HR Topics

'Soft' Costs Can Help Manage Employees with Mental Disabilities

Kathy Gurchiek By Kathy Gurchiek March 15, 2017
This is the first in a series of articles about working with different workplace populations.

More than 43 million adults in America experience mental illness in a given year. Helping them be productive in the workplace may require some accommodations from the employer—and those may be free or cost only a little patience and empathy, said Brenda S. Kasper, Esq., SHRM-SCP.

Common mental health conditions for employees are depression, anxiety and panic disorders, bipolar and other mood disorders, attention disorders, autism-spectrum disorders, learning disorders, and substance abuse and addiction, she said March 14 at the Society for Human Resource Management Employment Law & Legislative Conference in Washington, D.C.

While some people may wish to use a mental disability to excuse inappropriate behavior, most work productively and do not need an accommodation, Kasper said.

Accommodation starts with talking to the employee. Mental disability accommodations often require "soft" costs rather than out-of-pocket expenses, she said. She recalled the employee who was allowed to bring a pet hedgehog to work; it helped offset the worker's panic attacks.

Another employee, who worked quietly at her cubicle inputting data, came to work one day with tin foil sticking from her ears because she thought it helped drown out the voices she heard. The employee didn't interact with clients or customers, and while Kasper acknowledged it looked "weird," she likened it to someone wearing large earrings.

Understand the Employee's Work Limitations

Mental disabilities can be cognitive, social, emotional or physical.

"When doing mental health accommodations, you don't care what the diagnosis is. What you really care about is what is the limitation [or work restriction] caused by the disability," she said.

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A person with a cognitive disability, for example, typically has difficulty following directions and organizing work tasks, concentrating, making decisions and solving problems, learning new tasks, and remembering old ones, according to Kasper.

"Soft" accommodations for that employee could include dividing large assignments into smaller goals, reducing distractions, using to-do lists, using "white noise," and providing space enclosures or private office space.

"Ask 'How can we help you do your job? What, if any, limitations do you have? For how long [do you need the accommodation]? What, if any, accommodation suggestions do you have?' "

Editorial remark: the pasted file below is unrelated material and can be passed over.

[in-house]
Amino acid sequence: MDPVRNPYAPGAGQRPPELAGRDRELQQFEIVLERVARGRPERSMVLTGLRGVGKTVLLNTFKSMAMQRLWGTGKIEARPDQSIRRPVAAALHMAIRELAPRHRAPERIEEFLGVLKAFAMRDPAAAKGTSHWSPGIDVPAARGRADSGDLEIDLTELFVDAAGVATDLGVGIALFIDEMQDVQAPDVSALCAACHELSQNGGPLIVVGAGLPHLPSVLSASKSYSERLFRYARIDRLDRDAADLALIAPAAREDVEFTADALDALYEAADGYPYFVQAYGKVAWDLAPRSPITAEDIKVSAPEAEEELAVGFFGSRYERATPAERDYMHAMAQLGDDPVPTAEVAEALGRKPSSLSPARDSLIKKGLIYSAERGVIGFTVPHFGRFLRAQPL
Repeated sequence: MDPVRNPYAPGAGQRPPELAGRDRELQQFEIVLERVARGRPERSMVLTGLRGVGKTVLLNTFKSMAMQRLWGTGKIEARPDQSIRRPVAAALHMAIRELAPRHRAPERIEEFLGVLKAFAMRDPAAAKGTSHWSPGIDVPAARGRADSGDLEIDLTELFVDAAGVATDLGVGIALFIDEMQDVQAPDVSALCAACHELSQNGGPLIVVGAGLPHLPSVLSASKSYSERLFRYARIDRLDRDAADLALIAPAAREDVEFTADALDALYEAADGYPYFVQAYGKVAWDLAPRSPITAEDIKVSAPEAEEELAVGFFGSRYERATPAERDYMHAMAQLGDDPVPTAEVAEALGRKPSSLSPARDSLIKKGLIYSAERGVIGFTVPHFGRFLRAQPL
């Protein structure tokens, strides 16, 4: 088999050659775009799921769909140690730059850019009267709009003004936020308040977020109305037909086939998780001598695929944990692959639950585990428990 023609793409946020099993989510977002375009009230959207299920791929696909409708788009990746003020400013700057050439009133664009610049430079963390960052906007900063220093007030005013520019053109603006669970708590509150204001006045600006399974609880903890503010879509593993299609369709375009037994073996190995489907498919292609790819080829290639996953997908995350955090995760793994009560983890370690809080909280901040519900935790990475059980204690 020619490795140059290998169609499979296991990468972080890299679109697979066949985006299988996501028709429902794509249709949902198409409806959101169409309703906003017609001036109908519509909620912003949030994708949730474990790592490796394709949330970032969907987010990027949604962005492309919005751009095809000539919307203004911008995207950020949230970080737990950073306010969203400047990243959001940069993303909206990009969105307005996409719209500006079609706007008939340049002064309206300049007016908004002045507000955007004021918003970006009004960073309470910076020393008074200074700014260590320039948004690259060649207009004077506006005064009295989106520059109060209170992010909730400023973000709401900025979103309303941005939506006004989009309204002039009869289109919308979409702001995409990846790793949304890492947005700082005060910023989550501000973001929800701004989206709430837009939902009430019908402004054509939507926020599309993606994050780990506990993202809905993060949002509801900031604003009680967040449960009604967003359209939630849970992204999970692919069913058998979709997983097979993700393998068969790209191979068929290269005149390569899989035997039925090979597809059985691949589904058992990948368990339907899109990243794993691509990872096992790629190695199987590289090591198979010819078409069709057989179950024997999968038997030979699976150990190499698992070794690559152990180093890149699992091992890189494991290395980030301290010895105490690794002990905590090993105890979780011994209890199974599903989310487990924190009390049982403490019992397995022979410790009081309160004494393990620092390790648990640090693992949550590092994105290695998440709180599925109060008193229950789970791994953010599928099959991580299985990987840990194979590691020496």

Kasper shared the following accommodations that have been successful with employees who have mental disabilities:

  • Allow the employee more time to perform tasks; this could involve stretching a deadline.
  • Accept a longer learning period. Kasper pointed to the example of a payroll employee who returned to work after undergoing electro-shock therapy. The woman could not remember how to do her job and had to be re-trained.
  • Change the way the supervisor interacts with the employee.
  • Adapt the employee's interpersonal environment, such as sound-proofing the work space, or providing space dividers or visual barriers.
  • Provide flexible scheduling and leave, she said, but note this is not an open-ended accommodation.

She also offered HR professionals the following tips:

  • Don't diagnose the employee; you are not a health care professional.
  • Help the employee with his or her job; do not get entangled in personal lives.
  • Focus on the employee's work limitations to find an effective accommodation.
  • While other employees may not like or approve of the accommodation, or believe it necessary, that is irrelevant in the analysis of the accommodation needed.
  • Don't make "no" your default answer. Always present accommodation ideas even if the employee does not. 
  • Determine the employee's need through discussion. You don't have to give employees exactly what they want, Kasper noted. "You have to give them what they need to get the job done." 

Kasper highly recommended the Job Accommodation Network as a good source for HR professionals, as well as the Employer Assistance and Resource Network on Disability Inclusion, the U.S. Department of Labor, and the U.S. Equal Employment Opportunity Commission

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